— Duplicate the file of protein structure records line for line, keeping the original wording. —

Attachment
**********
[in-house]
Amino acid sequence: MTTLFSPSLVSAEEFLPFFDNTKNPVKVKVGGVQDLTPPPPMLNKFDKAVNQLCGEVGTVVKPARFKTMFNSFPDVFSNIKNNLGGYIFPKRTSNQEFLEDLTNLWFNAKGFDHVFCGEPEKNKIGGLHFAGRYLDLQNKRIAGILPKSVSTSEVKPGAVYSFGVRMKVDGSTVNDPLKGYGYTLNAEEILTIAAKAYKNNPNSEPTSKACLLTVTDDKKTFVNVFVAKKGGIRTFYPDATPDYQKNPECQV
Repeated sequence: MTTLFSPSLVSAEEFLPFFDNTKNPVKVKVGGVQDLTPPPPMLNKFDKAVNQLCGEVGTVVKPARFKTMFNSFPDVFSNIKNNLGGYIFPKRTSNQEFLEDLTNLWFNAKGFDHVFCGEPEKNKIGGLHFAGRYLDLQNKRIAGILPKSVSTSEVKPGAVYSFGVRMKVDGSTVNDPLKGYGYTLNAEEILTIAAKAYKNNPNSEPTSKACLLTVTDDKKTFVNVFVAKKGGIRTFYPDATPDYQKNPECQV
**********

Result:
[in-house]
Amino acid sequence: MTTLFSPSLVSAEEFLPFFDNTKNPVKVKVGGVQDLTPPPPMLNKFDKAVNQLCGEVGTVVKPARFKTMFNSFPDVFSNIKNNLGGYIFPKRTSNQEFLEDLTNLWFNAKGFDHVFCGEPEKNKIGGLHFAGRYLDLQNKRIAGILPKSVSTSEVKPGAVYSFGVRMKVDGSTVNDPLKGYGYTLNAEEILTIAAKAYKNNPNSEPTSKACLLTVTDDKKTFVNVFVAKKGGIRTFYPDATPDYQKNPECQV
Repeated sequence: MTTLFSPSLVSAEEFLPFFDNTKNPVKVKVGGVQDLTPPPPMLNKFDKAVNQLCGEVGTVVKPARFKTMFNSFPDVFSNIKNNLGGYIFPKRTSNQEFLEDLTNLWFNAKGFDHVFCGEPEKNKIGGLHFAGRYLDLQNKRIAGILPKSVSTSEVKPGAVYSFGVRMKVDGSTVNDPLKGYGYTLNAEEILTIAAKAYKNNPNSEPTSKACLLTVTDDKKTFVNVFVAKKGGIRTFYPDATPDYQKNPECQV